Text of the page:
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Italian Higher Education System

Higher education in Italy falls into three distinct categories: university education, higher-level artistic and musical training, higher-level technical training and other higher education opportunities.

The entire sector, but especially the university education category, underwent a radical renewal at the end of the 1990s, motivated both by choices of national significance and by the desire to bring the system into line with the European model outlined by the Bologna Process, which Italy has helped to promote from the outset.

In line with this model, Italian university education is today based on three main cycles of study, which are as follows:

First Cycle (Primo Ciclo)
  - 1st Level Degree Course (Corso di Laurea - three years)
  - Single-Cycle Degree Course (Corso di Laurea Magistrale a Ciclo Unico - five or six years)

Second Cycle (Secondo Ciclo)
   - 2nd Level Degree Course (Corso di Laurea Magistrale - two years)
   - 1st Level Master Course (Master Universitario di Primo Livello)

Third Cycle (Terzo Ciclo)
   - Doctoral Programme (Dottorato di Ricerca)
   - Specialisation School (Scuola di Specializzazione)
   - 2nd Level Master Course (Master Universitario di Secondo Livello)



1ST LEVEL DEGREE (LAUREA)

The 1st level degree course gives the student an appropriate command of general scientific methods and principles, even when the programme is oriented toward the acquisition of specific professional knowledge, and provides a solid base for those who wish to continue their studies with a 2nd level degree or a 1st level master.
To be admitted to a 1st level degree course, you must have a secondary school diploma or a suitable equivalent foreign qualification.
The 1st level degree course lasts three years.
To obtain the qualification (1st level degree) it is necessary to accumulate 180 credits (60 for each year of the course).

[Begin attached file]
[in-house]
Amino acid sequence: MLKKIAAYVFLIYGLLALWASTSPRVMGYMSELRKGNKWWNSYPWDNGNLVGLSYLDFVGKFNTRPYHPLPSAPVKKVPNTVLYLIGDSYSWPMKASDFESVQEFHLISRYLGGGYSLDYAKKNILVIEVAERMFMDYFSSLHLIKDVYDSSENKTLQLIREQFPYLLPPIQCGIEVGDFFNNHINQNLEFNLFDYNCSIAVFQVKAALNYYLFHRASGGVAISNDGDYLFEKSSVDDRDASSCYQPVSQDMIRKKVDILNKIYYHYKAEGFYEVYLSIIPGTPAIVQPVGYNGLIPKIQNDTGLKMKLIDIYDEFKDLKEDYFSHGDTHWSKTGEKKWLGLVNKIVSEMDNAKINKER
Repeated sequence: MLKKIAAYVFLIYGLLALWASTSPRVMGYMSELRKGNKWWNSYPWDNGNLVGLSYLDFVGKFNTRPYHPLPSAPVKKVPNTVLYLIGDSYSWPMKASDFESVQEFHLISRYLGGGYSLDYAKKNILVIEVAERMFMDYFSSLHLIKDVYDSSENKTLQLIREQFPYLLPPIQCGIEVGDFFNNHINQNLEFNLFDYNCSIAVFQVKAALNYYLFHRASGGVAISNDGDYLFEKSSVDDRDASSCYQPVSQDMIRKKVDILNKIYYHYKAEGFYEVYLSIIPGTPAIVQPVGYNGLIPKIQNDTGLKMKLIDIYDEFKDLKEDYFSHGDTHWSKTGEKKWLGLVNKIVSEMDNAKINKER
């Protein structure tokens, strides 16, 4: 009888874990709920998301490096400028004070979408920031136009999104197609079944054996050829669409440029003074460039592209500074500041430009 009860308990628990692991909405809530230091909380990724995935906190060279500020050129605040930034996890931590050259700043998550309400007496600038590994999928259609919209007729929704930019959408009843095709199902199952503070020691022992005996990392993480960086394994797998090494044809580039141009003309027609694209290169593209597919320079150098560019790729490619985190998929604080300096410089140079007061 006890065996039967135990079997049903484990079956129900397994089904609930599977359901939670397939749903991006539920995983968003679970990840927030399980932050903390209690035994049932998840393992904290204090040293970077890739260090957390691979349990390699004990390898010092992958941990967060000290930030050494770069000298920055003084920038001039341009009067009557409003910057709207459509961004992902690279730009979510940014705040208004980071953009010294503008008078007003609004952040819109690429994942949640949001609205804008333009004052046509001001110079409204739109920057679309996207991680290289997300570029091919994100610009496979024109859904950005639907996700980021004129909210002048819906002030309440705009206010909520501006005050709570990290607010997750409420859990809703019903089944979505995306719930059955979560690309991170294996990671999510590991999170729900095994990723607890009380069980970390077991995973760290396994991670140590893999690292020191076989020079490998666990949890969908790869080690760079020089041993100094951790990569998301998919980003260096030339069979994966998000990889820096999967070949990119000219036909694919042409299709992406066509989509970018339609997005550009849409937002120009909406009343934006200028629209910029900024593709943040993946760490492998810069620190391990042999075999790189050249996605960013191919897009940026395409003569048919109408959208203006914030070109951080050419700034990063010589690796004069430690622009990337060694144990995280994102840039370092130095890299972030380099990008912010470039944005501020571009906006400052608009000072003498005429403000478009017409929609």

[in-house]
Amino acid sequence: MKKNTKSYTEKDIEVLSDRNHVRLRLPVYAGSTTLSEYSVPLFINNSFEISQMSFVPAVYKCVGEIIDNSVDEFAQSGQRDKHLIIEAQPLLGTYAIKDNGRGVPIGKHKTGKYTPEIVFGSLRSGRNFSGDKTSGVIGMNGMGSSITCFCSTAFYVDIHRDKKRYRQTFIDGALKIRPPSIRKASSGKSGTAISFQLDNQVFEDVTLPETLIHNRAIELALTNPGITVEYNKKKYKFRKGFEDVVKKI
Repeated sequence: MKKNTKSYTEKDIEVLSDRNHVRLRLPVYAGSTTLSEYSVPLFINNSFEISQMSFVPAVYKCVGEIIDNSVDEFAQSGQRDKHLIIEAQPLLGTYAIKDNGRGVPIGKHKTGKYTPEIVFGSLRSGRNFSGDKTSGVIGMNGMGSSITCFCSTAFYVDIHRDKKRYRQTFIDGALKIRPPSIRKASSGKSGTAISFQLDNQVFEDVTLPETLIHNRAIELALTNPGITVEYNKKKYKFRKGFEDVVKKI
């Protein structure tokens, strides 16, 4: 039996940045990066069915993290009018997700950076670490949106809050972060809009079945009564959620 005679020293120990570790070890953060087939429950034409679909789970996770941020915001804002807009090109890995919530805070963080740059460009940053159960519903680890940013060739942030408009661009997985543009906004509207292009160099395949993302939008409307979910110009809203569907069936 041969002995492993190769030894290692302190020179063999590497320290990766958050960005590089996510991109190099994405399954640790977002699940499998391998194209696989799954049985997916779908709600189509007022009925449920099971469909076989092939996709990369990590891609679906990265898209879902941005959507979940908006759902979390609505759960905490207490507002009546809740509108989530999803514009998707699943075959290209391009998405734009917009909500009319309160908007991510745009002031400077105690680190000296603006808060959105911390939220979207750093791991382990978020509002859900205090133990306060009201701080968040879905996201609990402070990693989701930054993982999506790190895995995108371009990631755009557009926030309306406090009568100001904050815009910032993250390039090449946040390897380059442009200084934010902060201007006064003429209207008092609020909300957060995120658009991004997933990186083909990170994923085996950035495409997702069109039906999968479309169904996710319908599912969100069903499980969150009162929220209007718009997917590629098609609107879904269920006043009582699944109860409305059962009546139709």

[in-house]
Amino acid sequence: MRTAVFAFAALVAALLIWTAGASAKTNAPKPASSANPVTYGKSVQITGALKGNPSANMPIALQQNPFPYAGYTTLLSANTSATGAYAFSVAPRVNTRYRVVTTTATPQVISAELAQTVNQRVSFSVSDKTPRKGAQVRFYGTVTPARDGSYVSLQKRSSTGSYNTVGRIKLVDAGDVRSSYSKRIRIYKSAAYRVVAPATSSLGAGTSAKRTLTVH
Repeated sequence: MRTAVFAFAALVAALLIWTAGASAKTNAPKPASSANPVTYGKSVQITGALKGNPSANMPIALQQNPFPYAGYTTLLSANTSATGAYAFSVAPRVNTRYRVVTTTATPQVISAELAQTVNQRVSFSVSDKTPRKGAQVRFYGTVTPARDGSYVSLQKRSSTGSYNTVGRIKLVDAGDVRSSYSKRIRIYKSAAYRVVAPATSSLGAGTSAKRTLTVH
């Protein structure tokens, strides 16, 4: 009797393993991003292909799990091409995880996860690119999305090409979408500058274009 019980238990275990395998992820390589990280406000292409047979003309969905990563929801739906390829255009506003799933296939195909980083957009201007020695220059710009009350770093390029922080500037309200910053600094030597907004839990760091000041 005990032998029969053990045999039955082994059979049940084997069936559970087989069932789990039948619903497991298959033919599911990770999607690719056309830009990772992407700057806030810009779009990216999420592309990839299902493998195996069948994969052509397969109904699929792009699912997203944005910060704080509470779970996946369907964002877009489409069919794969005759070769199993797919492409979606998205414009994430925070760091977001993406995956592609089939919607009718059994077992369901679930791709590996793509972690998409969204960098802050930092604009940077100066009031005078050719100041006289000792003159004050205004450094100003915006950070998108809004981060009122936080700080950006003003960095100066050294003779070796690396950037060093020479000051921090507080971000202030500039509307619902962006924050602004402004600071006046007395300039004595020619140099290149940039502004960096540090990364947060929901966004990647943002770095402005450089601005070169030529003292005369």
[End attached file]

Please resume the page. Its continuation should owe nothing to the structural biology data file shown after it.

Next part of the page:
SINGLE-CYCLE DEGREE (LAUREA MAGISTRALE A CICLO UNICO)

Single-cycle degree courses do not draw a distinction between the initial three-year period of study and the subsequent two-year period of specialisation; the entire study cycle is structured over a single period of five or six years, at the end of which it confers a 2nd level degree (laurea magistrale).
The single-cycle degree provides the student with advanced education and training for professions in specific fields regulated by European directives that require a high level of qualification (medicine, dentistry, veterinary medicine, pharmacy and architecture) and for access to legal professions.
To be admitted to a single-cycle degree course you must have a secondary school diploma.
To obtain the qualification (single-cycle degree) it is necessary to accumulate 300 credits, in the case of five-year courses, and 360 credits, in the case of six-year courses (60 for each year of the course).


2nd LEVEL DEGREE (LAUREA MAGISTRALE)

The 2nd level degree, also known as a specialised degree, provides the student with advanced education and training for professions in specific fields that require a high level of qualification.
To be admitted to a 2nd level degree course, you must have a 1st level degree or a suitable equivalent foreign qualification.